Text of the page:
• Post category:Movies
  • Post last modified:March 9, 2019

The Diving Bell and the Butterfly: Trapped in a Body


Here’s a story that would fit as a subject for a TV movie of the week. A man incapacitated by a stroke ‚Äď why, that could be the new cancer! But director Julian Schnabel and his cast and crew show what a huge difference there is when a serious filmmaker tackles the subject and uses every trick he can come up with to convey the pain of the ill-stricken, without turning the depressing content into a schmaltz fest.

The film begins in Berck, France, where Jean-Dominique Bauby (Mathieu Amalric), the editor of Elle magazine, wakes up after a 20-day long coma. He remembers suffering a stroke and now he’s unable to speak or move any part of his body except for one of his eyes. His doctor tells him that he suffers from Locked-in syndrome; his mind is intact, but the only part of his body that he’ll ever be able to move is that left eye. A speech therapist, Henriette Roi (Marie-Jos√©e Croze), helps him develop a system of communication; she reads a list of letters to him and he blinks when she says the first letter of the word he wants to express.

As time goes by, Jean-Do (as he’s called by friends and family) reconnects with his estranged wife C√©cile (Emmanuelle Seigner) and decides to write a book about his experiences, dictating to a secretary hired by Elle, who writes down the meaning of his every blink.

Using memories and fantasies
Imagining what it would be like to become a prisoner in one’s own body is a horrible feeling and makes you think hard about how you live your life; in this case though the protagonist kind of lived life to the fullest even before disaster struck. The film was based on the true story of what happened to Bauby; a short while after his book was published, he died of pneumonia.

Rather than simply portraying a journey to hell, Schnabel and screenwriter Ronald Harwood use the imagination, fantasies and memories expressed by the Elle editor to illustrate what was going on inside his mind, creating several touching and illuminating sequences where we learn more about him and his life. They also try to make us understand what the condition feels like by having the beginning of the film shot from Bauby’s perspective; at first, we only see what he saw when he woke from his coma. Schnabel read the script while nursing his dying father, which undoubtedly gives the film a highly personal touch, not least in the exceptional, gripping scenes between Jean-Do and his father (Max von Sydow, who’s brilliant). Together with cinematographer Janusz Kaminski, the director also creates several visually stunning sequences where Bauby is outdoors, mulling over what his life looked like up until the stroke. The film as a whole is quite poetic; there’s the images and the fantasies, including Bauby’s view of himself as caught inside a diving bell in the ocean, a vivid mind trapped in a suit too heavy to move.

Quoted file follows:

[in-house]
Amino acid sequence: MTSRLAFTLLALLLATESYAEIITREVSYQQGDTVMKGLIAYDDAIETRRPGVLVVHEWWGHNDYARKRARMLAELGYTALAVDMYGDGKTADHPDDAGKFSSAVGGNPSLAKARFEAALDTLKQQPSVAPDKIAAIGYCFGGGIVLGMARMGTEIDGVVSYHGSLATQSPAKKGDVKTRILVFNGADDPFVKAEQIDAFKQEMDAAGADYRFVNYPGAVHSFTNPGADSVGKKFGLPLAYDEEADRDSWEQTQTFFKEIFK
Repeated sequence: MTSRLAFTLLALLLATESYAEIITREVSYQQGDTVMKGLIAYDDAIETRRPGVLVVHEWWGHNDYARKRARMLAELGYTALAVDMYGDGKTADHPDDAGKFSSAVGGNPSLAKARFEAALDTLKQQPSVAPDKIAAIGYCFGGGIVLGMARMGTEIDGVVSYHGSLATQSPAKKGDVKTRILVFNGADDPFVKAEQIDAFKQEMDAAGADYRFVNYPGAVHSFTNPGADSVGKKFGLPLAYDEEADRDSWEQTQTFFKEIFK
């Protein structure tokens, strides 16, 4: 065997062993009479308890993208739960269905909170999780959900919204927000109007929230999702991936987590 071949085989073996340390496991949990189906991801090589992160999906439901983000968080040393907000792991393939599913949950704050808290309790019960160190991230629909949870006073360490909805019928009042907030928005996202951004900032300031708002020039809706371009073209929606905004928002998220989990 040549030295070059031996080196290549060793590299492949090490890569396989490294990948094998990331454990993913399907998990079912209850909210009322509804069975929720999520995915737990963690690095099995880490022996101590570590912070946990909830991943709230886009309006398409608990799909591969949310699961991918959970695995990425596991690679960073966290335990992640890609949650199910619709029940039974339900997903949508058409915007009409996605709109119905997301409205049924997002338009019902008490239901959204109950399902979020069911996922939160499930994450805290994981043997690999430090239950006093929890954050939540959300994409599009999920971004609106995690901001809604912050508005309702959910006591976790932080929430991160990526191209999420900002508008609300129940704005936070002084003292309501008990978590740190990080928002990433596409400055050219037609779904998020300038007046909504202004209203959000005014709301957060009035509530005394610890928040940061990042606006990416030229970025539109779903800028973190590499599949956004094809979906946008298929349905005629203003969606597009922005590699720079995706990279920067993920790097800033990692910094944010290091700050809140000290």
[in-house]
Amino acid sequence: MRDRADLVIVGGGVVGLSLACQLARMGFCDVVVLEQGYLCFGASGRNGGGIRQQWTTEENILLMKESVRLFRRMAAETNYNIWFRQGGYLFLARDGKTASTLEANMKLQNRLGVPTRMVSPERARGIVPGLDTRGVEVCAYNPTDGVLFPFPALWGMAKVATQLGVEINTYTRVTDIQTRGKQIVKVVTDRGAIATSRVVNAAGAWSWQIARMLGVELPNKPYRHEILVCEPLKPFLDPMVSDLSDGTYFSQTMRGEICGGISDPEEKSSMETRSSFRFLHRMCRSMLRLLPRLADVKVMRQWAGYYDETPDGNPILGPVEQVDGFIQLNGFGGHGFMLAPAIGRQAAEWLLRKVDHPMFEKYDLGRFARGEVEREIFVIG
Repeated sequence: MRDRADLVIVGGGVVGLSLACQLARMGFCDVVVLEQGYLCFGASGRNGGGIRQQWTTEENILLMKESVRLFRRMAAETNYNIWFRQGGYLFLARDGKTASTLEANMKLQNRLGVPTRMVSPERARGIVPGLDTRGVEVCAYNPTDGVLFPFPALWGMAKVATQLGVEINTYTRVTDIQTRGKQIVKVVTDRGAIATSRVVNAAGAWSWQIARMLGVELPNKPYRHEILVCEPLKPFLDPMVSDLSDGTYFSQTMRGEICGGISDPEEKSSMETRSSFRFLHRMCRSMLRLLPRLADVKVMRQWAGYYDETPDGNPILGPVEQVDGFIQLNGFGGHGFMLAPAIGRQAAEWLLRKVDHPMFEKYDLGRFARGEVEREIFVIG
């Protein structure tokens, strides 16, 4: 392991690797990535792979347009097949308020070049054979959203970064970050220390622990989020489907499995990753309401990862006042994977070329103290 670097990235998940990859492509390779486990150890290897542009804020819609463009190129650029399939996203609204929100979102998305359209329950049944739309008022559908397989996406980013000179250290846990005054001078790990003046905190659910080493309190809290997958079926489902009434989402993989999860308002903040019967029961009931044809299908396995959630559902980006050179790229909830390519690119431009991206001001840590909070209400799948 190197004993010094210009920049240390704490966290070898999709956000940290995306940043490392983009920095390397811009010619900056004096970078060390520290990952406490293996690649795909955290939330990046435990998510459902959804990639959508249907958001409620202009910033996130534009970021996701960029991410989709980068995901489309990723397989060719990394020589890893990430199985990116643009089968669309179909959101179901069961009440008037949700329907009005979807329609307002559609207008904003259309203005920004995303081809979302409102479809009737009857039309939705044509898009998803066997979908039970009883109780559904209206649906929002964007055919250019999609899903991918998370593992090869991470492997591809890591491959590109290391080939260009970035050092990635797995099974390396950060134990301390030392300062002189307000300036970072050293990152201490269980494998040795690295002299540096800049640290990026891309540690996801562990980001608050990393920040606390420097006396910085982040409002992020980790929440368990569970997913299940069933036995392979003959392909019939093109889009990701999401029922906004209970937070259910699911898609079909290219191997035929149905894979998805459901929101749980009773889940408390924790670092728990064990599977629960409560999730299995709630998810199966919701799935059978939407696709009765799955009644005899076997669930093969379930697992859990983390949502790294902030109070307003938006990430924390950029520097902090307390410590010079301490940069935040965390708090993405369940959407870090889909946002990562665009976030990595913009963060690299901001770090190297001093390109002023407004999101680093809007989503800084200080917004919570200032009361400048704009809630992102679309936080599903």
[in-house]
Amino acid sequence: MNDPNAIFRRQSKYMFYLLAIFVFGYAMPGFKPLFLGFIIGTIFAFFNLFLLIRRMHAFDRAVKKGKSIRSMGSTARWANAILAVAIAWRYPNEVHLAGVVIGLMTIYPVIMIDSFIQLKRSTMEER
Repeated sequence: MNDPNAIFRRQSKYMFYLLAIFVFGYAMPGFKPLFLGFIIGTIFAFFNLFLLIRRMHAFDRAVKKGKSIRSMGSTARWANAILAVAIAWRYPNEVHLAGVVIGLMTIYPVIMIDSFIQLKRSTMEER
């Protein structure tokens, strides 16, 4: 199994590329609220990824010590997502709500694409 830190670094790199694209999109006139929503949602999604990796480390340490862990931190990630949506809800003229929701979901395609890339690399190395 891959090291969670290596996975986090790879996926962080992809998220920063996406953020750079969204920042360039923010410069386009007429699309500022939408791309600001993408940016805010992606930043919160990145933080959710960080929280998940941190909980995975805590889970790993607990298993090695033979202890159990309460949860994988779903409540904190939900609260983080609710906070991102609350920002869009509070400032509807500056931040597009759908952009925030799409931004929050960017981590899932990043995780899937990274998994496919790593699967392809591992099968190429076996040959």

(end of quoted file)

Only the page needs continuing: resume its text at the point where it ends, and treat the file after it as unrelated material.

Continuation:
The film ends with a scene that shows the moment when Jean-Do had his stroke; by then we know him and his family so well that the emotional impact of the event is quite powerful. It should also be noted that Amalric and Croze both are excellent as the patient and the therapist.

In all of his films, Schnabel has portrayed strong real-life individuals who have fought the odds; Jean-Do joins Jean Michel Basquiat and Reinaldo Arenas as people whom the director admires. This is however the film that definitively puts him on the map, showing how rich and to a certain extent positive a human being’s life can be even though his mind has lost its body.

2007-U.S.-France. 112 min. Color. Produced by¬†Kathleen Kennedy, Jon Kilik. Directed by¬†Julian Schnabel. Screenplay: Ronald Harwood. Novel: Jean-Dominique Bauby. Cinematography: Janusz Kaminski. Editing: Juliette Welfling. Cast: Mathieu Amalric (Jean-Dominique Bauby), Emmanuelle Seigner (C√©line Desmoulin), Marie-Jos√©e Croze (Henriette Roi), Anne Consigny, Patrick Chesnais, Niels Arestrup… Max von Sydow.

Trivia: French title: Le scaphandre et la papillon. Johnny Depp was allegedly considered for the part of Jean-Do.

BAFTA: Best Adapted Screenplay. Golden Globes: Best Foreign Language Film, Director. Cannes: Best Director. 

Last word: “I was always scared to die my whole life. The question I‚Äôve asked myself is, When is that moment when you feel like you can accept your own death? When it‚Äôs just not a freakout any more? I thought Jean-Do was reporting back from this place that nobody had ever reported back from. And for that year that he wrote the book he became an artist. He found his interior life. He was able to transgress [sic] death by writing that book. To find that kind of peace [as Jean-Do did] is a confidante [sic] to anybody who might be sick or alone. Because you feel it happening to you and to him at the same time and the line between those two things is invisible.” (Schnabel, Indiewire)



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